Alex Waldron has written one of our favourite books in the 4-7 collections this month. Get yourself a 3 or 4 book box and get your hands on a copy of Our Uncles the Cruncles. Read on to find out why Alex thinks a diverse bookshelf is so important and some very specific life advice about custard…
1.Why did you start writing books for children?
Completely by accident! I use to concoct fantastical tales for my two sons, Fred and Woody to get them to sleep. The world it was set in (a fictionalised version of Cornwall where we live) grew and grew and one year I brought the stories to life and gave the boys a handmade book about their amazing Nannies – past and present.
2.How did you get your book out into the world?
Friends of mine read these hand drawn books and got me in touch with the publisher Ruby Tuesdays who amazingly loved my words and drawings and helped me develop them into a reality.
3.Why did you write this book?
My sons have been brought up in a family with different examples of loving relationships. Seeing their uncles kiss and hold hands is as normal as seeing their nan and grandad cuddle. Not all children experience this. I wanted to celebrate love in all its different shapes and sizes. I think if we arm kids with as much knowledge and confidence as possible at an early age, there’s nothing they can’t do in the future.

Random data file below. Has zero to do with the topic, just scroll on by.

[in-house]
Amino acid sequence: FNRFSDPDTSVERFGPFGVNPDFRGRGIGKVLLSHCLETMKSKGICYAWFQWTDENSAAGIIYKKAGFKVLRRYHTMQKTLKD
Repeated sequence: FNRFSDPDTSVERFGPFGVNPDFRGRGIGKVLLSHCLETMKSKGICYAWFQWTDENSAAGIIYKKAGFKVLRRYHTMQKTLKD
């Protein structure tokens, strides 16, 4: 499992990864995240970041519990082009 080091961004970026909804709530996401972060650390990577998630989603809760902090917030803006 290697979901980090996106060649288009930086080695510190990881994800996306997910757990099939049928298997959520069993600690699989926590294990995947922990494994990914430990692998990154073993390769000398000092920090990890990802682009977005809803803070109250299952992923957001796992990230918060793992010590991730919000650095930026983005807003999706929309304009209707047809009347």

4.Do you relate to any characters in your stories – which ones and in what way?
I guess as the writer there is a bit of me in all the characters but if I had to pick one it would probably be Martha the turtle who appears on every spread normally having got herself into trouble.
5.What’s your favourite book and why?
I love fiction and non fiction equally. My favourite grown up book is Tortilla Flats but if I was to pick a book my boys and I love reading together it would be My Dad Use To Be So Cool and anything Star Wars related.
6.What did you want to be when you grew up?
An artist for as long as I can remember.
7.What do you want children to get from your books?
I want children and parents to laugh together and to be able to ask each other questions. For it to be an icebreaker and a ‘way in’ on sensitive subjects. I wanted the aesthetic of the
books to appeal to the adult reader as much as the child and for it to be a fun read.
8.Best advice you’ve ever been given?
Don’t worry about looking silly when trying something new, anyone who is brilliant at something started off bad. Also, don’t gargle custard.
9.Finish this sentence for us…Reading from diverse bookshelves….
Helps develop confident young people with diverse thoughts of their own.
10.A message to readers of your book?
Enjoy and pass it on!